Homelessness charities should stick with stereotypical images of beneficiaries, report says

Jon Dean of Sheffield Hallam University says accurate representations of homeless people could lessen the impact of fundraising campaigns

Most people think of the homeless as lone, bearded men, report says

It would be risky for homelessness charities to use less stereotypical images of homeless people in their fundraising materials because they would not match up with the images in the minds of potential donors, according to new research.

According to a report published last month in the journal Sociological Research Online, Jon Dean, lecturer in politics and sociology at Sheffield Hallam University, said he'd found that most people think of homeless people as being lone, bearded men begging and sleeping on the streets. He concluded that it could have an effect on a homeless charity’s income if it produced fundraising literature featuring more accurate and contextual images.

Dean conducted focus groups in which he asked 41 university students to draw what homelessness looked like to them. Of the 41 images produced, 24 were of men, many of whom had beards or stubble and a dishevelled appearance. More than three-quarters of the drawings showed someone sleeping rough.

"The findings clearly show images are centred on patriarchal, isolated, roofless and individualised depictions of homelessness as a social issue," said Dean’s report.

This meant it could be a risk for homelessness charities to deviate significantly from the images that had formed a basis for many of their campaigns because "stereotypical, individualised and depoliticised" images were more likely to stimulate recognition and generate donations from the public, it said.

"Given the homogeneity of the images produced in this research, and further studies that show complex, contextual information can lessen the impact of a fundraising campaign, we could argue that charities are acting rationally in continuing to fundraise in such a way, even though in rooflessness they are focusing on a relatively small element of the overall problem of homelessness," the report said.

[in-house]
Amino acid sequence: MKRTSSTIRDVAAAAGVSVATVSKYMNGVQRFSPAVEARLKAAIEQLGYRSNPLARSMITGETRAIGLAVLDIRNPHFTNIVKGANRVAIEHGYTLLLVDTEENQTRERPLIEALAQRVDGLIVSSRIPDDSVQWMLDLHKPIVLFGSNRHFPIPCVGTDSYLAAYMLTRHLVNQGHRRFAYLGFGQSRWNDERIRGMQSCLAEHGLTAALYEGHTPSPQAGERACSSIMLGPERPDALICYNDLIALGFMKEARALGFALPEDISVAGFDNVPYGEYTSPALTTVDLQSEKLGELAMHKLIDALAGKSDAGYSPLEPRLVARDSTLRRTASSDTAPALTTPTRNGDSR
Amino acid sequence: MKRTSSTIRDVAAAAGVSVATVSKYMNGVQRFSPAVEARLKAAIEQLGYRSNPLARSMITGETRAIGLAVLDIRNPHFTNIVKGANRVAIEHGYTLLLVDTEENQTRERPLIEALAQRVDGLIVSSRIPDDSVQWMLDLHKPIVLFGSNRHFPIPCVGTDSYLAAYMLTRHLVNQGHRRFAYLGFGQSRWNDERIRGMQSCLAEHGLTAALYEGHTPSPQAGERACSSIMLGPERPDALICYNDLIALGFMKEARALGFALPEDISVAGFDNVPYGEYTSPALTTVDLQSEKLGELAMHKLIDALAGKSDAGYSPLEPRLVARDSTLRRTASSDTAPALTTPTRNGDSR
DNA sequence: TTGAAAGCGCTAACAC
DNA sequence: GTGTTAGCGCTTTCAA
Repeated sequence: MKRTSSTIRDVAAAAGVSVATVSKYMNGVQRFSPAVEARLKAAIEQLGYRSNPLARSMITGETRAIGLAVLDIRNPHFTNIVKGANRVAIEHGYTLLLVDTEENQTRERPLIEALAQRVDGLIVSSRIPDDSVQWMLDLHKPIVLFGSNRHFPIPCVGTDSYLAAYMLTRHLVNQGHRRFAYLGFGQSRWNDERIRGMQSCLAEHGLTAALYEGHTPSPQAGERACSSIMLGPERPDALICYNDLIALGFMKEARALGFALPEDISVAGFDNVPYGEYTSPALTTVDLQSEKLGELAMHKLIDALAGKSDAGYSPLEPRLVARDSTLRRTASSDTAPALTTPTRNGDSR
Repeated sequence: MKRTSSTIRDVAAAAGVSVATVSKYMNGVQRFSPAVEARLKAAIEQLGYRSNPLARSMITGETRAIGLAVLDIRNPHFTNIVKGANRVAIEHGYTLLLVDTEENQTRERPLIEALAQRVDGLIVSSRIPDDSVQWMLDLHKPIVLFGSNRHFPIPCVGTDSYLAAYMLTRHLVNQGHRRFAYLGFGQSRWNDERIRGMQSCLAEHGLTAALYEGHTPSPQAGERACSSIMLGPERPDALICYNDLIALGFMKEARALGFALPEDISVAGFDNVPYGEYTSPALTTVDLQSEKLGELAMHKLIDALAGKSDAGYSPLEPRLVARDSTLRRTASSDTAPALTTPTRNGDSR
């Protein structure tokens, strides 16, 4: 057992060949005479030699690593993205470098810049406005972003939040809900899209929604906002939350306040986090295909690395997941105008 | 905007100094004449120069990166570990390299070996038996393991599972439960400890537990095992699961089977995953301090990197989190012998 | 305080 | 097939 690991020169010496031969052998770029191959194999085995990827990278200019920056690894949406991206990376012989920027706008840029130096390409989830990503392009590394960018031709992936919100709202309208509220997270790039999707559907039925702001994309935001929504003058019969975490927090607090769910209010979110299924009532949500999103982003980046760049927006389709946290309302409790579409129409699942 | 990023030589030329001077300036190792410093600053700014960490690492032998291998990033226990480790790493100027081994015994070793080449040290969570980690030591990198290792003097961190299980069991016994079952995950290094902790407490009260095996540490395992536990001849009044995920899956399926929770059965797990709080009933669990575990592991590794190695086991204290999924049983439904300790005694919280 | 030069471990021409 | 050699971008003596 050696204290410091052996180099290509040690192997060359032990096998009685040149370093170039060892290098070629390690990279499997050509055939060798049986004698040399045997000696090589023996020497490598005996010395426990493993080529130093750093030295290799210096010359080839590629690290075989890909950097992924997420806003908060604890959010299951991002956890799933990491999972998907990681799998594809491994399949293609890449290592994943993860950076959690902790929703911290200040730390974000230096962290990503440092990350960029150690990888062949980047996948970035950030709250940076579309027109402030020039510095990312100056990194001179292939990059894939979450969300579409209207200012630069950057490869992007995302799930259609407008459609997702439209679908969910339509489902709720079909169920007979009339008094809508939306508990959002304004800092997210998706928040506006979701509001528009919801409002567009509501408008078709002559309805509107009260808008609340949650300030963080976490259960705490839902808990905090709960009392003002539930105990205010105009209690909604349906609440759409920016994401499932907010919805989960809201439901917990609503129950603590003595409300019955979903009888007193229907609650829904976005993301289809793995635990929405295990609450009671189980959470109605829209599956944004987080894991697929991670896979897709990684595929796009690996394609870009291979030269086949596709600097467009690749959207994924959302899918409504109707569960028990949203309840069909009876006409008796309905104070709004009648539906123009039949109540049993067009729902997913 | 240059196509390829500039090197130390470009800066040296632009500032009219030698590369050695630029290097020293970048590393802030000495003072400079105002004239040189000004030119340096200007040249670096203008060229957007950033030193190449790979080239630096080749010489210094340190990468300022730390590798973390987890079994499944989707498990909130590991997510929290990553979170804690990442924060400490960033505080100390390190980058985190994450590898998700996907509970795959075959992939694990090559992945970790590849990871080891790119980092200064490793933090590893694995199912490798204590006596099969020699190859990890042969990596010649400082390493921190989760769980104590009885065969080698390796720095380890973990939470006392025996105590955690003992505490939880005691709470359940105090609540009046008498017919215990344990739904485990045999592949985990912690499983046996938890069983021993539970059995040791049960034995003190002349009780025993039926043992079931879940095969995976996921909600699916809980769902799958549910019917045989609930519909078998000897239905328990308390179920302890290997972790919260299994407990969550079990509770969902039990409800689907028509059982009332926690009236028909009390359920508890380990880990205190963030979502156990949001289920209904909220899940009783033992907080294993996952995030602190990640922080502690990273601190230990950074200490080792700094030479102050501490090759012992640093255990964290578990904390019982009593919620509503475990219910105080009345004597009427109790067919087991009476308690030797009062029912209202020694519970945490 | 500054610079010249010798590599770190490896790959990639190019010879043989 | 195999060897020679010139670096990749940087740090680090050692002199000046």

But the report expressed concern about providing a rationale for fundraising strategies that continued to use stereotypical images, because this, it said, perpetuated inaccurate understanding and a lack of empathy among the public.

Dean wrote in a blog that if efforts to "critique, politicise and de-individualise" homelessness as an issue could not take place in fundraising literature, they should take place in the classroom and in other spaces.

"While social media and new technologies give fundraisers a more diverse set of tools to spread their charity’s message, we should not expect the traditional images associated with homelessness fundraising literature to disappear any time soon," he wrote in the blog.

Asked if his findings could also be applied to other cause areas, Dean told Third Sector there was something very specific about homelessness and the images people associated with it.

He said that he planned to test whether other cause areas, including alcohol and drug addiction and mental health, conjured up similarly stereotypical images. He said he had already tried this with international aid and it elicited more diverse reactions.

The study builds on previous research by Dean and Beth Breeze, from the University of Kent, which found that homeless people were willing to be misrepresented by charities using stereotypical images if it maximised charities’ potential fundraising.

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